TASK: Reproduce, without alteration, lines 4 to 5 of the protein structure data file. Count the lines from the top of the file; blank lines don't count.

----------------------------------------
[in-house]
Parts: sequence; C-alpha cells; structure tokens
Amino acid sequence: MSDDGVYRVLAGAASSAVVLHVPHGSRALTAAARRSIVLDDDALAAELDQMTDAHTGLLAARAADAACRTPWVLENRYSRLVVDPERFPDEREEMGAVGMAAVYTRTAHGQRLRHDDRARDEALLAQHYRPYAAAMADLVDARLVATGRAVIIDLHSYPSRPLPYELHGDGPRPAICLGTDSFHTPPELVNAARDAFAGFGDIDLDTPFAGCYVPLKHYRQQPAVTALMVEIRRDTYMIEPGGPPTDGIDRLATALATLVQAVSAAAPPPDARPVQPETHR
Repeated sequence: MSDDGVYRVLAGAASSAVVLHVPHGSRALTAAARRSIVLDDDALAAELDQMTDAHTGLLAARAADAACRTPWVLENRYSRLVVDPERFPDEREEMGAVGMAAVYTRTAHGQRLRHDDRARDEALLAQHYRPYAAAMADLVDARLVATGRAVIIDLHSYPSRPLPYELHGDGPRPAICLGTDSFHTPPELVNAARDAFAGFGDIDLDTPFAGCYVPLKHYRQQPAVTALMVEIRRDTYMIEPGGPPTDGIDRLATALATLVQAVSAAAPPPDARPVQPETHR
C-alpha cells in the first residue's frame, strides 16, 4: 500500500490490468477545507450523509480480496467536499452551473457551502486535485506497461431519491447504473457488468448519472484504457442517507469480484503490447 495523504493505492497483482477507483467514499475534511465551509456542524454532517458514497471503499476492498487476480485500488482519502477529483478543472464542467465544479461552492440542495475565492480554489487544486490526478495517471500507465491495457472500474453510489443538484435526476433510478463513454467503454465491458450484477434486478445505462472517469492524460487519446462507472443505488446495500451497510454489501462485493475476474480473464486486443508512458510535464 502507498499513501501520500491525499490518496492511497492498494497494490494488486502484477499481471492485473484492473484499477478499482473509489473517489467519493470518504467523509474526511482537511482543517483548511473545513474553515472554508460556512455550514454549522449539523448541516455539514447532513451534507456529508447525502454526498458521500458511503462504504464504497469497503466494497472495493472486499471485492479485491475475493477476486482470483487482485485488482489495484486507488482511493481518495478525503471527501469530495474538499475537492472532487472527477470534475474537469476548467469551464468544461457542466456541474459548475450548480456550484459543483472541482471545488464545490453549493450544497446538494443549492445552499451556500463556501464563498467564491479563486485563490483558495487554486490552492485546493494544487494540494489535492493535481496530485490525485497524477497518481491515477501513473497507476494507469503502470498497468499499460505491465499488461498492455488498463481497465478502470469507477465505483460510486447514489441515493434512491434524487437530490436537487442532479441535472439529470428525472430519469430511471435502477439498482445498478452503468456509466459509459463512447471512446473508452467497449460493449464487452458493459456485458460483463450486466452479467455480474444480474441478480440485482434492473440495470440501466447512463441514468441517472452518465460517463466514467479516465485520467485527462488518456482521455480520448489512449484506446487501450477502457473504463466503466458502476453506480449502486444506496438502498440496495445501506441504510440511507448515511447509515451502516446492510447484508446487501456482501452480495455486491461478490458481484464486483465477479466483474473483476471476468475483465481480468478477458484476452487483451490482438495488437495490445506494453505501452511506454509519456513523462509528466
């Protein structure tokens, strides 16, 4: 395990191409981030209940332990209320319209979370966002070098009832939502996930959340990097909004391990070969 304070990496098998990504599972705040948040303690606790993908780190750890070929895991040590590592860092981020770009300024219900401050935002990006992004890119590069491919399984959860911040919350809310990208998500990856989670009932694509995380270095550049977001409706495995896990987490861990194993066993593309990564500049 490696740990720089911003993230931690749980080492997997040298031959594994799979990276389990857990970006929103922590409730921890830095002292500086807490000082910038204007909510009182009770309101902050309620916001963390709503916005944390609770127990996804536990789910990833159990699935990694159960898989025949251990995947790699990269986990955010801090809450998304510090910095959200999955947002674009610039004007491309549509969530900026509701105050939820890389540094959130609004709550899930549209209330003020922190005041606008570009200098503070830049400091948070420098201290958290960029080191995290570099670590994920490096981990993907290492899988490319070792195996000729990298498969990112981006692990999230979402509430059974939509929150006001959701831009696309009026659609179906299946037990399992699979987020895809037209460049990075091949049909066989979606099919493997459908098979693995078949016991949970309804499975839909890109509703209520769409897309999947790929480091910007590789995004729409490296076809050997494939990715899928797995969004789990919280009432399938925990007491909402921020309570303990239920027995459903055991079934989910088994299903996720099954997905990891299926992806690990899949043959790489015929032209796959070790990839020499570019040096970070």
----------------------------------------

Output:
Repeated sequence: MSDDGVYRVLAGAASSAVVLHVPHGSRALTAAARRSIVLDDDALAAELDQMTDAHTGLLAARAADAACRTPWVLENRYSRLVVDPERFPDEREEMGAVGMAAVYTRTAHGQRLRHDDRARDEALLAQHYRPYAAAMADLVDARLVATGRAVIIDLHSYPSRPLPYELHGDGPRPAICLGTDSFHTPPELVNAARDAFAGFGDIDLDTPFAGCYVPLKHYRQQPAVTALMVEIRRDTYMIEPGGPPTDGIDRLATALATLVQAVSAAAPPPDARPVQPETHR
C-alpha cells in the first residue's frame, strides 16, 4: 500500500490490468477545507450523509480480496467536499452551473457551502486535485506497461431519491447504473457488468448519472484504457442517507469480484503490447 495523504493505492497483482477507483467514499475534511465551509456542524454532517458514497471503499476492498487476480485500488482519502477529483478543472464542467465544479461552492440542495475565492480554489487544486490526478495517471500507465491495457472500474453510489443538484435526476433510478463513454467503454465491458450484477434486478445505462472517469492524460487519446462507472443505488446495500451497510454489501462485493475476474480473464486486443508512458510535464 502507498499513501501520500491525499490518496492511497492498494497494490494488486502484477499481471492485473484492473484499477478499482473509489473517489467519493470518504467523509474526511482537511482543517483548511473545513474553515472554508460556512455550514454549522449539523448541516455539514447532513451534507456529508447525502454526498458521500458511503462504504464504497469497503466494497472495493472486499471485492479485491475475493477476486482470483487482485485488482489495484486507488482511493481518495478525503471527501469530495474538499475537492472532487472527477470534475474537469476548467469551464468544461457542466456541474459548475450548480456550484459543483472541482471545488464545490453549493450544497446538494443549492445552499451556500463556501464563498467564491479563486485563490483558495487554486490552492485546493494544487494540494489535492493535481496530485490525485497524477497518481491515477501513473497507476494507469503502470498497468499499460505491465499488461498492455488498463481497465478502470469507477465505483460510486447514489441515493434512491434524487437530490436537487442532479441535472439529470428525472430519469430511471435502477439498482445498478452503468456509466459509459463512447471512446473508452467497449460493449464487452458493459456485458460483463450486466452479467455480474444480474441478480440485482434492473440495470440501466447512463441514468441517472452518465460517463466514467479516465485520467485527462488518456482521455480520448489512449484506446487501450477502457473504463466503466458502476453506480449502486444506496438502498440496495445501506441504510440511507448515511447509515451502516446492510447484508446487501456482501452480495455486491461478490458481484464486483465477479466483474473483476471476468475483465481480468478477458484476452487483451490482438495488437495490445506494453505501452511506454509519456513523462509528466